This is currently running CentOS 5.6 and has quite a few services on it. The best way to upgrade is usually to do a fresh install and then migrate existing over existing services. That’s what I was planning to do. I only have a single PC so was trying to figure out the best way to go about this and at the same time minimise downtime.
I use LVM quite a lot. It makes worrying about which disk is used and where the partitions are located much less of an issue. My current setup is quite simple: 2 disks with 2 partitions each. sda1 holds /boot, sdb1 is free. sda2/sdb2 are configured in RAID-1 and hold a single volume group.
My first plan was to use a free USB disk drive and install CentOS 6 onto that, leave some space on the USB disk and migrate the CentOS 5 volume group to the USB disk. Then I could move the CentOS 6 installation to the hard disks and complete the migration. That should have left me with the option during this process of booting CentOS 5 or CentOS 6 and migrating data from one system to another.
Plan 1 worked in the sense I was able to complete the install of CentOS 6 on the USB disk but I couldn’t get the installer to install grub on /dev/sdc (MBR): it insisted on doing it on sdc1 which of course the BIOS just ignored. So I couldn’t get CentOS 6 to boot. I could have spent some more time fiddling around with this but then came up with what I thought was a better plan B.
Plan B was simpler: given my setup I had a free partition I could boot from (/dev/sdb1) and also an existing volume group where I could put the new partitions. There was plenty of free space in the existing Volume Group so this should be much easier. However, this does not work. The CentOS 6 installer shows the disks correctly and it is possible to edit /dev/sdb1 to be /boot. It also shows you the previously created Volume Group. However, it does not show you the existing logical volumes inside that volume group. The list is empty. So I could not tell it to reuse my swap partition, or to use /home from my existing home partition, and I was also fearful of creating new partitions and have the installer perhaps recreate the VG and thus wipe out my existing system. So I have reported the problem to the CentOS team, though this looks like a bug with RHEL 6, and will play around further to see if I can get this to work.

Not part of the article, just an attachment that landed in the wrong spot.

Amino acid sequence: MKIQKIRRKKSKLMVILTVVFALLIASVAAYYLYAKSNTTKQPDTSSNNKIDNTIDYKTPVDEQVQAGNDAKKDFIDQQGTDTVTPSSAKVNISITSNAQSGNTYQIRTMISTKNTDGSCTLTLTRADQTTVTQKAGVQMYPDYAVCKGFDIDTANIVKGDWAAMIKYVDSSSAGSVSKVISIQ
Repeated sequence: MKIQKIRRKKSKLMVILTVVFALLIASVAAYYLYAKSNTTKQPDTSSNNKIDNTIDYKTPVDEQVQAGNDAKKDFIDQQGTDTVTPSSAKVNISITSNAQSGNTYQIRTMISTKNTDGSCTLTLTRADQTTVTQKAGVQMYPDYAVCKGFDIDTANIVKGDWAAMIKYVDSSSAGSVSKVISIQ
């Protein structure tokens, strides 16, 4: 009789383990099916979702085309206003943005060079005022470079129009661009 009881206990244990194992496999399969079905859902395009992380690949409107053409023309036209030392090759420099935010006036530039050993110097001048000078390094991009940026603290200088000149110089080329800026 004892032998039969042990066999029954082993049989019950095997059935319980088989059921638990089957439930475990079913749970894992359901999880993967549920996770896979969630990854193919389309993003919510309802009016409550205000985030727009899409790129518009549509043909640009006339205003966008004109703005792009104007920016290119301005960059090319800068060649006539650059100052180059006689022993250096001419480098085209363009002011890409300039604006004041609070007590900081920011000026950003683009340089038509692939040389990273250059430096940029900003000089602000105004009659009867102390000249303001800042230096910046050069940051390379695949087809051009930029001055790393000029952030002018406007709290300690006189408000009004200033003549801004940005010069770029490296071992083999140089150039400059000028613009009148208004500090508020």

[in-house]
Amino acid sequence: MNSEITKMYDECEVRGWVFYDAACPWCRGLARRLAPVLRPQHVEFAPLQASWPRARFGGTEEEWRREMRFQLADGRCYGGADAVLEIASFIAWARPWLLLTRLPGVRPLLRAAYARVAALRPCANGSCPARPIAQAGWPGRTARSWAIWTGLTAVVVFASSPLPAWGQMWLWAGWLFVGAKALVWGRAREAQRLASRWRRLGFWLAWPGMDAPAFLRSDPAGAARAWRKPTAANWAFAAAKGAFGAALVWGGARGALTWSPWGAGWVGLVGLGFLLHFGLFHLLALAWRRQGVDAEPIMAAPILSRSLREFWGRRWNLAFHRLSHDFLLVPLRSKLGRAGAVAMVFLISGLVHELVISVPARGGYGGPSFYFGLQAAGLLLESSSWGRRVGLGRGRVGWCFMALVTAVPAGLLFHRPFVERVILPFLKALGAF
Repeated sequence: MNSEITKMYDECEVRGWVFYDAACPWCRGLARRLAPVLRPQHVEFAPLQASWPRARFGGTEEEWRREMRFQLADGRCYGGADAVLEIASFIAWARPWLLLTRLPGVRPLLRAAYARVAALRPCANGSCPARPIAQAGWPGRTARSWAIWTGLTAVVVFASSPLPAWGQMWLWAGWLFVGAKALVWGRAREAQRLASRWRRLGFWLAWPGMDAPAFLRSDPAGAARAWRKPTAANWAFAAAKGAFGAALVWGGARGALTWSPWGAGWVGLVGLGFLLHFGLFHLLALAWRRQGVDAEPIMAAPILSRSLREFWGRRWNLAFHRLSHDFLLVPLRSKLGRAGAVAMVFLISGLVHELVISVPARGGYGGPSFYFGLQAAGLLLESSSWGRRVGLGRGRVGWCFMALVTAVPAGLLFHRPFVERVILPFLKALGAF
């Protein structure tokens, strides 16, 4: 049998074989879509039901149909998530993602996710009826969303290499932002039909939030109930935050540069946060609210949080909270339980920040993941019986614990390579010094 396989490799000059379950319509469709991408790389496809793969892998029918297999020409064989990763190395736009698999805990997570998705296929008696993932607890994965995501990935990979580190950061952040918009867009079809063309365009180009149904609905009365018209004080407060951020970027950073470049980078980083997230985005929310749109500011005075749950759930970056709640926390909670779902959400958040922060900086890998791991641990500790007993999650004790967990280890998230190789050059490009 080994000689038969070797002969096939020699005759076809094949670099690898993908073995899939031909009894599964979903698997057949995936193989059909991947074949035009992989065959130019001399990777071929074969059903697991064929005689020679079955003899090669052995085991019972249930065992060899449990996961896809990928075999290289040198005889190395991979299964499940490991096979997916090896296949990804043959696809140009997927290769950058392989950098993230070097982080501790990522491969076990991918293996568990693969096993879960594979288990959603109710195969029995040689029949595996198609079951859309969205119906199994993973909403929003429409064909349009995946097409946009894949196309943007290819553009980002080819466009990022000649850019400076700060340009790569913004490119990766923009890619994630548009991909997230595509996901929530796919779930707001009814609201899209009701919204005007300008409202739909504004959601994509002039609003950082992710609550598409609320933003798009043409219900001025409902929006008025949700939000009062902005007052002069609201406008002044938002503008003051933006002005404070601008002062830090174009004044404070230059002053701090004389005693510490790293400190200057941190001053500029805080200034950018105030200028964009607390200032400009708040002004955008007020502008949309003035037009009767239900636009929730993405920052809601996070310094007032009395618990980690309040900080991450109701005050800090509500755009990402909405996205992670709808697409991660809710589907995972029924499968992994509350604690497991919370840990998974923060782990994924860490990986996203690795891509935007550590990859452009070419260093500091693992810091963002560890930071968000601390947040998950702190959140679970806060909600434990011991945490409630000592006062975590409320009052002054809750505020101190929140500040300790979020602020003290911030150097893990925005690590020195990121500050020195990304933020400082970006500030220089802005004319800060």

This makes me wish I had a bigger environment at home. In a work environment you can afford to install a new server, and set it up, migrating existing functionality from the current one, and then finally switch over. I don’t have the hardware to do that so upgrading is quite a bit more work, at least as I want to minimise downtime.
So I will continue to work out how to best to get the CentOS 6 install running and then migrate everything over.
After further investigation Plan A seemed to be a problem of my own making. The installer first shows you a list of disks and then asks which one you want to install the OS on, the others being called “data disks”. There’s an option here to install boot loader. I missed this and if you do then later you are not offered the possibility of installing the bootloader on that disks MBR. So human error though I would prefer perhaps the install disks MBR to be an option, even if there’s a warning “You indicated you did not want to install the boot loader on the MBR of this disk”.